Beyond that, the plans for next year's DebConf in Edinburgh are also
well underway, with final negotiations with the venue for things like
24/7 access and cabling being just about complete [16] -- so hopefully
there'll be an official announcement with dates and more information
pretty soon. There's a whole bunch of neat stuff comming from the DC7
team, none of which they'll let me mention until they're ready. :)

Of course, even while that's being organised, people are getting serious
about where DebConf will be held in 2008 [17]. AIUI, the theory is that
DebConf will change continents each year, and there's been interest shown
from Japan [18], Argentina and Venezuela [19], as well a thoughts about
holding the 2009 DebConf in Canada [20] or Thailand [21].

 [16] http://lists.debconf.org/lurker/message/20060926.202139.f5a73674.en.html
 [17] http://lists.debian.org/debian-project/2006/09/msg00137.html
 [18] http://wiki.debian.org/DebConf/Japan
 [19] http://wiki.debian.org/DebConf8
 [20] http://wiki.debian.org/DebConf/Montreal
 [21] http://wiki.debian.org/DebConf/Thailand

As more people from more countries get involved in Debian, it's become
more important to have local ways of dealing with local activities -- and
that's resulted in the formation of Debian-specific groups like Debian
JP [22], Debian UK [23] or Debian France [24]. These groups are great
both for actually holding money and helping sponsors support Debian,
but also for actually getting stuff happening locally too -- whether it
be conferences or BSPs or dinners or whatever else; and there are a few
more in the works at the moment too.

 [22] http://www.debian.or.jp/index.html.en
 [23] http://wiki.earth.li/DebianUKSociety
 [24] http://france.debian.net/

Of course, the main entity providing corporate/structural support for
Debian has always been Software in the Public Interest; which has always
had the goal of being about more than just Debian. Over the past year it's
taken some major steps towards that goal, with the active participation
of PostgreSQL as well as Debian and OFTC, as well as the recent addition
of other projects such as the Open Voting Foundation and FreeDesktop.org.

SPI has also been working on improving its handling for donations and
other financial responsibilities; both to avoid repeating mistakes like
losing donations or not being able to provide detailed statements of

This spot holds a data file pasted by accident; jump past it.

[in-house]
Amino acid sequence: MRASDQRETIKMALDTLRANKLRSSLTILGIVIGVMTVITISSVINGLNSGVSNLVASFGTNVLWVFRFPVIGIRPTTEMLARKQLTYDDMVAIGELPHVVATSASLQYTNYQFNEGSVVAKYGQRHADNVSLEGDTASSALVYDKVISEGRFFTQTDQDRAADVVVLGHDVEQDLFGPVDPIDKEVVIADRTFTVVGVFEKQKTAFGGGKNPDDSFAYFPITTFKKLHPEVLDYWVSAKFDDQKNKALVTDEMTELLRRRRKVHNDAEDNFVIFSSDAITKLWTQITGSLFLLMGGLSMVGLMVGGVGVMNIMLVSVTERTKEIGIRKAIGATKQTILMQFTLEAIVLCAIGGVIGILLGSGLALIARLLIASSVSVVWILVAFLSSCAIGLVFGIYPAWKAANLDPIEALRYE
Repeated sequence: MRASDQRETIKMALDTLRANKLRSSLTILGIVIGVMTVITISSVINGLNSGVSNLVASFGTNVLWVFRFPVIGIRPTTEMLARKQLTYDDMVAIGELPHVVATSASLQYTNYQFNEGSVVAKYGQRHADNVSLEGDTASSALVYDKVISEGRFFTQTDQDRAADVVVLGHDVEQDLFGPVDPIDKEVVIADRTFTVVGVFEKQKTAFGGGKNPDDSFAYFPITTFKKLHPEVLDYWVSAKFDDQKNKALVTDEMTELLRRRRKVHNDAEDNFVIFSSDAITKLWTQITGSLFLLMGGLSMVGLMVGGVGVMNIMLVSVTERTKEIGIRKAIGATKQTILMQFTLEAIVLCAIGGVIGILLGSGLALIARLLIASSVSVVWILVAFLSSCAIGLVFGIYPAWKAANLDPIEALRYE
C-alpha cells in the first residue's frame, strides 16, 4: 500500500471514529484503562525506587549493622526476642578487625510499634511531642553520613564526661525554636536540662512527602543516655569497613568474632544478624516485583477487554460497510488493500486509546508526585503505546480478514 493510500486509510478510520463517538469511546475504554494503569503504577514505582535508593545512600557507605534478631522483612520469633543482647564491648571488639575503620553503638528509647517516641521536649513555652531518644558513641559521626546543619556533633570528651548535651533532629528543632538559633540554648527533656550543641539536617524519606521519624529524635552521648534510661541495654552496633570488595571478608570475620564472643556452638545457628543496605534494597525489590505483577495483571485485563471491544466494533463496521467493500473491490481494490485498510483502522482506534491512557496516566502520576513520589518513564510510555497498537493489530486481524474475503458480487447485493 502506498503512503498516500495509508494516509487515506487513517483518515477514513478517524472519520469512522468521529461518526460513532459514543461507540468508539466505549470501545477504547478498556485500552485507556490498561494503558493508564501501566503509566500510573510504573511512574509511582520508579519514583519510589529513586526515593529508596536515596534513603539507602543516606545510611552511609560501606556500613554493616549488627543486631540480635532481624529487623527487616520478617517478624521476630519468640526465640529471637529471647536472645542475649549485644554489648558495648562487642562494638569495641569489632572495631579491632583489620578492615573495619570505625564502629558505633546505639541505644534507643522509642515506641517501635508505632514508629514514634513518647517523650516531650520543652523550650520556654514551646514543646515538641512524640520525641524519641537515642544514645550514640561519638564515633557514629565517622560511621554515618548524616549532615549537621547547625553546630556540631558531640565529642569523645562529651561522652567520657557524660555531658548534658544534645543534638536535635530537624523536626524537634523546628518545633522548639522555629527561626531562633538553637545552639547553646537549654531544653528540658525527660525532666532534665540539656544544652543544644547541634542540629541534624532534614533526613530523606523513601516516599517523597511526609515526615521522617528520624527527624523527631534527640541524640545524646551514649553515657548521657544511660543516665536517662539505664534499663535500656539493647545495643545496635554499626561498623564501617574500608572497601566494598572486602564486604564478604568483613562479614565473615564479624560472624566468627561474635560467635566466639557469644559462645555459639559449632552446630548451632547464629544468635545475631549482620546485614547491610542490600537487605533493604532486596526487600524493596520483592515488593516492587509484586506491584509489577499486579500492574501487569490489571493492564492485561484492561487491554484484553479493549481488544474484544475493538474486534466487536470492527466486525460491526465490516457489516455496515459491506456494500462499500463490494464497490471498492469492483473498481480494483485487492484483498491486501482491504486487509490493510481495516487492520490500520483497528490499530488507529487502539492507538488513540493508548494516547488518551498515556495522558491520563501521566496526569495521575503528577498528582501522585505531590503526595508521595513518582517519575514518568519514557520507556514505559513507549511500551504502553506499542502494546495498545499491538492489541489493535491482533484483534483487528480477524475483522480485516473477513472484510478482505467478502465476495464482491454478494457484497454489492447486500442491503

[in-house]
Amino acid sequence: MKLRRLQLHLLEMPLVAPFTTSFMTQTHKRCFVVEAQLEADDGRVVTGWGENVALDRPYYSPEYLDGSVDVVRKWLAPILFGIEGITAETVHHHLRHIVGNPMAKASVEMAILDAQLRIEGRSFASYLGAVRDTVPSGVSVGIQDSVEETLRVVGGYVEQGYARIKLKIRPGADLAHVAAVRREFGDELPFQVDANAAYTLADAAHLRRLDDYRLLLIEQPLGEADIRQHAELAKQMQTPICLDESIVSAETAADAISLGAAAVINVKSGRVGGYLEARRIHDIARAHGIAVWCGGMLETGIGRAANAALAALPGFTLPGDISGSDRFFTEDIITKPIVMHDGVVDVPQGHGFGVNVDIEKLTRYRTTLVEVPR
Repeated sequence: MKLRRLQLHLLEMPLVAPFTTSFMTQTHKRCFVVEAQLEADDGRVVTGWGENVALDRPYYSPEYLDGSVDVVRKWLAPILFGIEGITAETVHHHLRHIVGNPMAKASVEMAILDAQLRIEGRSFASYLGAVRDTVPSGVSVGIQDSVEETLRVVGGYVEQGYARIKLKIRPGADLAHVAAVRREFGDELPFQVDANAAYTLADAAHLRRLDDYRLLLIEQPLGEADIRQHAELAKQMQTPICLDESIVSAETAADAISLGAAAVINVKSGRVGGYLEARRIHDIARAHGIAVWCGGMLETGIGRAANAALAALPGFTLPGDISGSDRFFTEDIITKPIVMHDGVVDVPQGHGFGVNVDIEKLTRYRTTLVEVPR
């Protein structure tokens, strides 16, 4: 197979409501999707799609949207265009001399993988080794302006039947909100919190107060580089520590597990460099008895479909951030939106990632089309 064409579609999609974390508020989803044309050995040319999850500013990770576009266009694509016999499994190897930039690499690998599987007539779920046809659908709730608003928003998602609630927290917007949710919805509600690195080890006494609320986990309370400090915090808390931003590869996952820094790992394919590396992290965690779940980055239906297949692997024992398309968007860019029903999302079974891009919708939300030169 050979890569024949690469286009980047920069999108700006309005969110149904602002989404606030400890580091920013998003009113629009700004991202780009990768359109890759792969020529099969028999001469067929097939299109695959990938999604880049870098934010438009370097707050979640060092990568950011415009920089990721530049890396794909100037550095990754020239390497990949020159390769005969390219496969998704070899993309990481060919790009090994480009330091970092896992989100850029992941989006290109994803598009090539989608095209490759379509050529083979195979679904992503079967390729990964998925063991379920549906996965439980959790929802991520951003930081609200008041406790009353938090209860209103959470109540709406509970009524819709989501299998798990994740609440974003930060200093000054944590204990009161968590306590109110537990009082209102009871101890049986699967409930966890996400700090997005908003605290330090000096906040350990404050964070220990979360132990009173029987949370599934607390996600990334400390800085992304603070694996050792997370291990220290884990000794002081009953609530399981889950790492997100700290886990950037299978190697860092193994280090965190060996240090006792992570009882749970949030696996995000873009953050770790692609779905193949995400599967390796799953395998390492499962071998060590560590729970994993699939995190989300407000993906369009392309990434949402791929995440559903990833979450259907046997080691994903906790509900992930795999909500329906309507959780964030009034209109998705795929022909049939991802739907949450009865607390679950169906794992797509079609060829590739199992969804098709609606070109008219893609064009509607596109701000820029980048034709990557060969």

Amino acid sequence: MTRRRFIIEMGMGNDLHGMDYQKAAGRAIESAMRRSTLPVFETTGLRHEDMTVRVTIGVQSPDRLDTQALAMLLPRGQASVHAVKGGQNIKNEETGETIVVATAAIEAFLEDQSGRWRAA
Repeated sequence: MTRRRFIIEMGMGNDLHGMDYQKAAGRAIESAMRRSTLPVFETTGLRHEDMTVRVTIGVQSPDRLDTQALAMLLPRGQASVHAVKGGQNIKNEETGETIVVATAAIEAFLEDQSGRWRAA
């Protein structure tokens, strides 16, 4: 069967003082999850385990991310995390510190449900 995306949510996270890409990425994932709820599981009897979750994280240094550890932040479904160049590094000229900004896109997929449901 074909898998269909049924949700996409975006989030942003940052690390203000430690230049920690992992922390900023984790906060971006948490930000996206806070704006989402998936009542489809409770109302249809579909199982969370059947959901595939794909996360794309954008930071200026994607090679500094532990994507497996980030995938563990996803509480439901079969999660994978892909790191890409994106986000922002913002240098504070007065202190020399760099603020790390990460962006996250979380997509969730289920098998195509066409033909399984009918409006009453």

accounts, and to avoid problems in the future by making sure that all
their processes can be fully audited and are financially sound; all of
which will hopefully justify the faith that Debian and other projects
have put in SPI over the years.

Beyond that, the recent constitutional change [25] moves us towards
encouraging donations to more organisations than SPI, which should
hopefully mean we end up with money available nearer the people who are
actually organising meetings and otherwise improving Debian, rather than
having most of it centralised in the US. 

This sort of organisational decentralisation makes it difficult to know
what's going on, which makes it difficult for people to know whether or
not they can or should use Debian funds for activities -- whether that
be organising meetings, or getting reimbursements for travel costs,
or other activities that improve Debian. In aid of making that less
of a problem, Kalle Kivimaa has volunteered to act as Debian Auditor
[26], and keep track of all the various assets being held for Debian
by different organisations and in different countries, and how it gets
spent. That's a pretty big task, so initially Kalle's focussing on Europe,
but even that's going to be a major undertaking. Hopefully we can look
forward to a first report in the next few months anyway, though. :)

 [25] http://www.debian.org/vote/2006/vote_003
 [26] http://lists.debian.org/debian-project/2006/08/msg00149.html

Hrm. Well, I don't know about you, but "writing long emails to d-d-a"
isn't actually that high on my list of things to look forward to, so I
think I might stop already. :)


Anthony Towns
Debian Project Leader

Attachment: signature.asc
Description: Digital signature

Reply to: